Yesterday was a really interesting day. We got a call out from Anselm, the pianist at Serena Hotel. He was having trouble with A#2. After playing the note, the damper wasn't lowering properly and the note continued to sustain.
This is only the fourth grand we've seen in Kigali. We tuned one for a private owner, the Belgian Embassy has one, and there's a baby one at Bamboo Chinese restaurant on the roof of T2000. There was also the matter of the one in Bukavu, but it wasn't anywhere near as glossy as this fabulous seventeen-year-old Yamaha.
Generally, we haven't dealt with grands for the simple fact that they are so rare and we haven't had much opportunity. However, there is another reason we're hesitant. Grand pianos are very expensive instruments. Whereas you might be able to import a new upright for a couple of thousand dollars, something like a Yamaha grand can cost anywhere between £15-30,000. Currently being a hobby project and not a business, we don't have insurance for this. If we break anything, we need to fix it, and the cost, combined with very lengthy postal delays, makes working with grands a nerve-racking prospect.
However, Anselm had been in contact since November, asking us to check it out, because there really was no one else able to do so.
It was very clearly a damper issue. Instead of falling between two strings to silence them, it was twisting out of place and resting across the strings without enough pressure to silence them. Unfortunately, this meant removing the entire action from the piano to get to the damper at the back.
This is basically the entire process, thanks to our friend Steve Howard.
You can imagine, when this is your first time taking apart a Yamaha grand, it adds to the nerves to be doing it in front of a restaurant full of people.
Still, things went well and the action slid out without any resistance. Thanks to the bar staff, we placed it safely on the carpet nearby, as it was too heavy for Marion to lift by herself.
It is rather strange to look at any piano without its keys, but it does allow for a fun photo looking out through the strings from the inside.
And it is like a mini-warehouse in there. There's space to lay out all your tools and rest your arms whilst you check to see what's going on.
You can see the problem damper to the far right. The damper lever is slightly higher than the others because the damper hasn't dropped, it's resting above the string.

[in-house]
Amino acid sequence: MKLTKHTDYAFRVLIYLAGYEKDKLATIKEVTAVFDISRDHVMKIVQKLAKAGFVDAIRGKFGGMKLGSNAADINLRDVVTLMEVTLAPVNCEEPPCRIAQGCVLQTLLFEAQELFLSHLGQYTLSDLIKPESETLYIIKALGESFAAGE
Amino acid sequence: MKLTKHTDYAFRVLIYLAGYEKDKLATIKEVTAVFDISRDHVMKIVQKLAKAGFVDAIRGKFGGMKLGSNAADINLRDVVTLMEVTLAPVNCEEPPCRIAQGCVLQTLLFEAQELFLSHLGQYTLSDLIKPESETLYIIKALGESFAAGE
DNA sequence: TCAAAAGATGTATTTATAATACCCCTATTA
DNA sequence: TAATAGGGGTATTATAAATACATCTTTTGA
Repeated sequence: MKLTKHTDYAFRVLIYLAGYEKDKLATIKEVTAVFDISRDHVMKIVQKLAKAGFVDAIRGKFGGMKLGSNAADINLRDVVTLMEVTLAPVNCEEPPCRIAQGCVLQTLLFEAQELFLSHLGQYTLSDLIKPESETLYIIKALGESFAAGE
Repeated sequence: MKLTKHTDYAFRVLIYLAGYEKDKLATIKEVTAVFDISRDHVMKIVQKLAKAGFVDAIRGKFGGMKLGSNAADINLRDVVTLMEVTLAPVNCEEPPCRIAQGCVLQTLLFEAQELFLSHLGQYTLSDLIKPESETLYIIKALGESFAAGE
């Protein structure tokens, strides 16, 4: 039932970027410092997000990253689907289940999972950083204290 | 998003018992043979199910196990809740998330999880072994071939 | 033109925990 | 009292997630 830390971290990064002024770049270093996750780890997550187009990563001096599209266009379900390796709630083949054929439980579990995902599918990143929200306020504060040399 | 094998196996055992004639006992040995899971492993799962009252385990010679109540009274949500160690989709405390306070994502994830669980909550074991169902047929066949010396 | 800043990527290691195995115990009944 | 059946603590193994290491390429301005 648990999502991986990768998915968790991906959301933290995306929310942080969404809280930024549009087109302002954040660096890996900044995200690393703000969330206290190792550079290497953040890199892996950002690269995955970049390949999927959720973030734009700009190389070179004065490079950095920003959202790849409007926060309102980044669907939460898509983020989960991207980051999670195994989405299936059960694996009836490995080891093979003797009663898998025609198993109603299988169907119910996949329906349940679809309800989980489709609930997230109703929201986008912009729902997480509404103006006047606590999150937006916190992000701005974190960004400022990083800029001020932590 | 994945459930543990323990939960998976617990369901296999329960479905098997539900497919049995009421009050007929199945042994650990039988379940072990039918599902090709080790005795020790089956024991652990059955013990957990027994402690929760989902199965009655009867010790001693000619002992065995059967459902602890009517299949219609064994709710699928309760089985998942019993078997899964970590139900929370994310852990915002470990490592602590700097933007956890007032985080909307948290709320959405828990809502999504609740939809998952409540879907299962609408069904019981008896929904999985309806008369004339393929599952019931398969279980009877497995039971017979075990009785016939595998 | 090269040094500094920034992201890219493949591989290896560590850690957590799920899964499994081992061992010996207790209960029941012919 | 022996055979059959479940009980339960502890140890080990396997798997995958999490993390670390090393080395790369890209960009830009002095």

When you pushed the damper into place and played the note again, by pushing the damper lever up, the same thing happened and it refused to drop. By loosening the screw, you release the damper wire and can pull the whole thing up and out. We took that damper out, and the one next to it to compare. The troubled damper is the one on the right, but the wire is correctly positioned. It's at a funny angle because it's a corner damper that is shaped differently to fit snugly up against the string frame without catching.
Having established the damper wire wasn't broken or bent, we popped it back in and tightened the damper wire screw securely. This immediately solved the problem. It appears the damper wire had simply come loose and that's why the damper was twisting out of position when the note was played.
Satisfied, we called on the assistance of the bar staff again, to help lift the action back into the piano, and set about replacing the cheek blocks and fall board.
Yamaha pianos are disgustingly well designed. Everything slots smoothly into place as though the piano is happy to help. The fall board even has a slow-lower mechanism, so it doesn't drop shut with a loud bang, but slowly drifts closed like a fire door. Very posh instrument. Mind you, it's a very posh hotel.
Anselm came to check it out once we'd finished, and was very pleased with the results.
It was a great experience for us, though not one we're likely to repeat any time soon. This is a modern instrument, in good condition, and should hopefully have very few problems for a long time to come. Meanwhile, we'll get back to working with uprights and breathing easily.